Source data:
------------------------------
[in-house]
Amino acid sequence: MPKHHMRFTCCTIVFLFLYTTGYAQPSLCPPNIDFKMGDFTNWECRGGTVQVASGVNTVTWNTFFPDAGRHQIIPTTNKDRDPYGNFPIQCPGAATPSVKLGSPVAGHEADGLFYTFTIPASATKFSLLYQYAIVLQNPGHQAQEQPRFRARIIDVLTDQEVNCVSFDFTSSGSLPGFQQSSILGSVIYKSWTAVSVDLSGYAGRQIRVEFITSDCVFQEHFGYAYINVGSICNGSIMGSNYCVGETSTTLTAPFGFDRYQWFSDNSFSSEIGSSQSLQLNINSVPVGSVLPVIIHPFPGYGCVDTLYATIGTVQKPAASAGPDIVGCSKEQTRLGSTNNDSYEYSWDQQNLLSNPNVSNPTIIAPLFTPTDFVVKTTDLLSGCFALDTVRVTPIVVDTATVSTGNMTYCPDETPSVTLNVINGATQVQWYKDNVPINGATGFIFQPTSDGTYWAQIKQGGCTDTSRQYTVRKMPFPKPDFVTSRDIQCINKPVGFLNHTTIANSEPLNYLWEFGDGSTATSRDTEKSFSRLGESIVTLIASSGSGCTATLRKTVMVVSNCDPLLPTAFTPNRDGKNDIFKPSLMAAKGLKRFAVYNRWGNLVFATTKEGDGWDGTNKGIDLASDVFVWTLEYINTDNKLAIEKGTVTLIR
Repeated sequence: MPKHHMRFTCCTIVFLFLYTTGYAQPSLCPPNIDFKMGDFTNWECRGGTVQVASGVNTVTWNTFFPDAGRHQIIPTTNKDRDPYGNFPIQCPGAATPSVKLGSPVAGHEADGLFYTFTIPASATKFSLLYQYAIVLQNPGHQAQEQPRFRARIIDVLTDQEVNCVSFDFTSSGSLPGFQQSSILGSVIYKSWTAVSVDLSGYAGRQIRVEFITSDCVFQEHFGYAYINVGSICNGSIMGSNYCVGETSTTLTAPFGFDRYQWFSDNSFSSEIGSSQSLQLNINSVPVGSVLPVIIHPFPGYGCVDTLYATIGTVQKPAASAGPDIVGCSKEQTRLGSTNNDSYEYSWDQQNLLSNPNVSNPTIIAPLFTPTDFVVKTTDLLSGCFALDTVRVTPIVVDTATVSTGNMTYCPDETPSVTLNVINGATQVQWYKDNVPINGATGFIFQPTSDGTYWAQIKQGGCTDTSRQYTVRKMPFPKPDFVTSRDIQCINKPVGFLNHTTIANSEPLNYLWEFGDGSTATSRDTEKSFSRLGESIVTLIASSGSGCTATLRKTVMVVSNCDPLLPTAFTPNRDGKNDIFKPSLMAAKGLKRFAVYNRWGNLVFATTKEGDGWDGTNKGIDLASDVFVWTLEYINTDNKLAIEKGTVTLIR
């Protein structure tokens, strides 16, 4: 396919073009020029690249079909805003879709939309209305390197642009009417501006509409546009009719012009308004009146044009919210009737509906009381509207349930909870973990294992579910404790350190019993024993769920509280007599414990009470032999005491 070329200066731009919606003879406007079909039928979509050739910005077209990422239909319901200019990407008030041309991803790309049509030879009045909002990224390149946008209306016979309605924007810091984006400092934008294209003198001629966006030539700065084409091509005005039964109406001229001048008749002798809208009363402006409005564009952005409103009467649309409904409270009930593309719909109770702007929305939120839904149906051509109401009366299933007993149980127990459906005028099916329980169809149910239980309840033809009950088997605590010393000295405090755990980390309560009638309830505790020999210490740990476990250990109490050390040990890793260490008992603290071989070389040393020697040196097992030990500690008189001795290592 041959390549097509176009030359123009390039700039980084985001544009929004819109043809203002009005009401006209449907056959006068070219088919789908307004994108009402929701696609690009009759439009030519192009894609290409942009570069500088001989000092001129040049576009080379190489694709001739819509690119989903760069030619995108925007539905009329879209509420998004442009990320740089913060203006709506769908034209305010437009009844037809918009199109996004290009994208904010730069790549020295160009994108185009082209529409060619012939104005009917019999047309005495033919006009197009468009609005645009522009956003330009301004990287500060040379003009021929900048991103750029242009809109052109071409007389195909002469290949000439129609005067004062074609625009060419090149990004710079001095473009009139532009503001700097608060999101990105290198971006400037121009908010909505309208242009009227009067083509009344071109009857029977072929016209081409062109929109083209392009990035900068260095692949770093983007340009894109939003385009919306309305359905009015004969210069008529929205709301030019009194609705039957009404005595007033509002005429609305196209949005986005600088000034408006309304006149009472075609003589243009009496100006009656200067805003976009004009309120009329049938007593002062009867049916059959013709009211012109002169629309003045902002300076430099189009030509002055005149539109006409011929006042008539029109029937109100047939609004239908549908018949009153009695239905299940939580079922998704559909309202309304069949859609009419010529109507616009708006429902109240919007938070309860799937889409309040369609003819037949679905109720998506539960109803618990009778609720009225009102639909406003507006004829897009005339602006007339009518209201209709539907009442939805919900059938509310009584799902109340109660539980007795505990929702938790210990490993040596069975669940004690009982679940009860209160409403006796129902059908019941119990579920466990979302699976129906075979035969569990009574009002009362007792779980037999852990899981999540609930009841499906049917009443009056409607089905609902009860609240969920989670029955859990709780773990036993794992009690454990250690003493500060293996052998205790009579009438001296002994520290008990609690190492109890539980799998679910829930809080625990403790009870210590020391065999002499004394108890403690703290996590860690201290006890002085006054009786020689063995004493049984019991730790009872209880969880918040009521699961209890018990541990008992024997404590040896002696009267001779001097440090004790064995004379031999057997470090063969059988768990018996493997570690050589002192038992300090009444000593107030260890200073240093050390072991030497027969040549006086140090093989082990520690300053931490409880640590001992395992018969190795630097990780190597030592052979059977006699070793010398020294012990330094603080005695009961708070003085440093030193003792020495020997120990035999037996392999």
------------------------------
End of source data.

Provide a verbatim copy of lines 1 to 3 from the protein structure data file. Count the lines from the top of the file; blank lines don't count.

[in-house]
Amino acid sequence: MPKHHMRFTCCTIVFLFLYTTGYAQPSLCPPNIDFKMGDFTNWECRGGTVQVASGVNTVTWNTFFPDAGRHQIIPTTNKDRDPYGNFPIQCPGAATPSVKLGSPVAGHEADGLFYTFTIPASATKFSLLYQYAIVLQNPGHQAQEQPRFRARIIDVLTDQEVNCVSFDFTSSGSLPGFQQSSILGSVIYKSWTAVSVDLSGYAGRQIRVEFITSDCVFQEHFGYAYINVGSICNGSIMGSNYCVGETSTTLTAPFGFDRYQWFSDNSFSSEIGSSQSLQLNINSVPVGSVLPVIIHPFPGYGCVDTLYATIGTVQKPAASAGPDIVGCSKEQTRLGSTNNDSYEYSWDQQNLLSNPNVSNPTIIAPLFTPTDFVVKTTDLLSGCFALDTVRVTPIVVDTATVSTGNMTYCPDETPSVTLNVINGATQVQWYKDNVPINGATGFIFQPTSDGTYWAQIKQGGCTDTSRQYTVRKMPFPKPDFVTSRDIQCINKPVGFLNHTTIANSEPLNYLWEFGDGSTATSRDTEKSFSRLGESIVTLIASSGSGCTATLRKTVMVVSNCDPLLPTAFTPNRDGKNDIFKPSLMAAKGLKRFAVYNRWGNLVFATTKEGDGWDGTNKGIDLASDVFVWTLEYINTDNKLAIEKGTVTLIR
Repeated sequence: MPKHHMRFTCCTIVFLFLYTTGYAQPSLCPPNIDFKMGDFTNWECRGGTVQVASGVNTVTWNTFFPDAGRHQIIPTTNKDRDPYGNFPIQCPGAATPSVKLGSPVAGHEADGLFYTFTIPASATKFSLLYQYAIVLQNPGHQAQEQPRFRARIIDVLTDQEVNCVSFDFTSSGSLPGFQQSSILGSVIYKSWTAVSVDLSGYAGRQIRVEFITSDCVFQEHFGYAYINVGSICNGSIMGSNYCVGETSTTLTAPFGFDRYQWFSDNSFSSEIGSSQSLQLNINSVPVGSVLPVIIHPFPGYGCVDTLYATIGTVQKPAASAGPDIVGCSKEQTRLGSTNNDSYEYSWDQQNLLSNPNVSNPTIIAPLFTPTDFVVKTTDLLSGCFALDTVRVTPIVVDTATVSTGNMTYCPDETPSVTLNVINGATQVQWYKDNVPINGATGFIFQPTSDGTYWAQIKQGGCTDTSRQYTVRKMPFPKPDFVTSRDIQCINKPVGFLNHTTIANSEPLNYLWEFGDGSTATSRDTEKSFSRLGESIVTLIASSGSGCTATLRKTVMVVSNCDPLLPTAFTPNRDGKNDIFKPSLMAAKGLKRFAVYNRWGNLVFATTKEGDGWDGTNKGIDLASDVFVWTLEYINTDNKLAIEKGTVTLIR